The latest stable build for Google Chrome was dropped on Tuesday this week, bringing with it a few modest improvements for VR and AR experiences, additional security, and better compatibility with the various sensors found on modern devices.
The biggest addition to the browser is its support for the Generic Sensors API. This allows developers to make use of various sensors - such as accelerometers or gyroscopes - on their websites and web apps, thus bringing them closer in functionality to their native counterparts. Of course, the added functionality will be most useful on mobile devices but PCs could also take advantage of them, especially those with 2-in-1 form factors and which often sport a similar array of sensors as found on smartphones.
Another API being added to the latest version of the popular browser is the WebXR Device API. Virtual and augmented reality experiences suitable for both mobile and desktop headsets can be built for web applications using this API. It is currently available only as an Origin trial and requires developers to sign up before use.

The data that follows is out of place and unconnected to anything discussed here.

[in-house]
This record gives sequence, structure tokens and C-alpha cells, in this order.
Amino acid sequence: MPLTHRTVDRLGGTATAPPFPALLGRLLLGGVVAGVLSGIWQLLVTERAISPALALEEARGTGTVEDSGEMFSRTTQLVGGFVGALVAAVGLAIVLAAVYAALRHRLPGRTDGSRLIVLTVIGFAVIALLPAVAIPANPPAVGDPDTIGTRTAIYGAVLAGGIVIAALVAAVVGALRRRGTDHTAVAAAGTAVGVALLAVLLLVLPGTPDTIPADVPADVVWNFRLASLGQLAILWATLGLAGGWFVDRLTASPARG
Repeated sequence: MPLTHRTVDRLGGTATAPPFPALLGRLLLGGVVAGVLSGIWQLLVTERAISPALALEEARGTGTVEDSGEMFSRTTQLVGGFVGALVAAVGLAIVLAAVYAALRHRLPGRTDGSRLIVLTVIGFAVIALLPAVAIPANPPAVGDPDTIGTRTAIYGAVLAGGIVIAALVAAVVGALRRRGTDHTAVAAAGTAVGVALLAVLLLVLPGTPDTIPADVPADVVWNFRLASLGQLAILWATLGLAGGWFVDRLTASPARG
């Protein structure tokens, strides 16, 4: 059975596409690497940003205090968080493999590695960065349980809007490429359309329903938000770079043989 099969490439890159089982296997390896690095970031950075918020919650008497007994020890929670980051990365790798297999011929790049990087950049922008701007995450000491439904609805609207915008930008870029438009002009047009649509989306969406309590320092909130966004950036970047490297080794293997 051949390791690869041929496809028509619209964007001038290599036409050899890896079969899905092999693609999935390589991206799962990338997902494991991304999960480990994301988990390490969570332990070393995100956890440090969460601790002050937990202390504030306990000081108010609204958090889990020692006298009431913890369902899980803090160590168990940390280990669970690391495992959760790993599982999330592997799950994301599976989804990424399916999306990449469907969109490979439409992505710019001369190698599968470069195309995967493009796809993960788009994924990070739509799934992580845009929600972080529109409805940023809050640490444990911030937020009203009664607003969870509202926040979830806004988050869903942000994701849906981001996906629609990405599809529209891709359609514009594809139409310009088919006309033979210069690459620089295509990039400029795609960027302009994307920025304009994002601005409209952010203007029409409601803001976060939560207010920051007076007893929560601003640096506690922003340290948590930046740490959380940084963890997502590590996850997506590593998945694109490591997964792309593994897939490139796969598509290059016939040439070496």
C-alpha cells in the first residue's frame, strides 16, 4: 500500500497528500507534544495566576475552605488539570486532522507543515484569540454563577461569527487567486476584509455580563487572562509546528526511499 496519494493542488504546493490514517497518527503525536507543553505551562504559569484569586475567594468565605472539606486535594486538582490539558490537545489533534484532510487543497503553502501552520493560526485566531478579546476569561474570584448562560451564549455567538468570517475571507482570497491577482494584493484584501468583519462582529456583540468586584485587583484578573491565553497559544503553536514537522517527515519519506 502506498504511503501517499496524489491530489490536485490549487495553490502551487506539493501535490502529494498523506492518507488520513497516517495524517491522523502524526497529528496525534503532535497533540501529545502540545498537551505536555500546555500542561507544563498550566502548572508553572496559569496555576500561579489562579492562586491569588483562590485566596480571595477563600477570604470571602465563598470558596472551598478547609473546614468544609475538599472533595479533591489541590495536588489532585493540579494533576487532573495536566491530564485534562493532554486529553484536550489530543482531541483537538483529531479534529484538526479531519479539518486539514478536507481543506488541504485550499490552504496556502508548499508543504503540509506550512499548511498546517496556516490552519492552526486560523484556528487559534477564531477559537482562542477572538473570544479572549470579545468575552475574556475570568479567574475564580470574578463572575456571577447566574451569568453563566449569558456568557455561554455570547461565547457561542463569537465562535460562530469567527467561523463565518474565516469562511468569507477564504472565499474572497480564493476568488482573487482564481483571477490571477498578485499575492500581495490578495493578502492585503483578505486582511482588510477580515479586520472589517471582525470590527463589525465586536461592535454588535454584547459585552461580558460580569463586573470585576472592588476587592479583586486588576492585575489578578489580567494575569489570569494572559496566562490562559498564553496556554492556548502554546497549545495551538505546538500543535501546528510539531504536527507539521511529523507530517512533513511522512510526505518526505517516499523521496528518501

Support for Progressive Web Apps has been included in Chrome 67, and these can be programmed to open automatically via Chrome on both PCs and Macs. PWAs will display in their own window with no tabs or address bar, allowing for the illusion of a seamless experience akin to a native app.
Rounding off the updates for this build are further mitigations against Meltdown and Spectre and the inclusion of BigInt by default, allowing for the handling of larger numbers which can then more easily support the use of certain datatypes such as high-accuracy timestamps.
You can see a summary of the new features added to this build from Google's Pete LePage in the video above.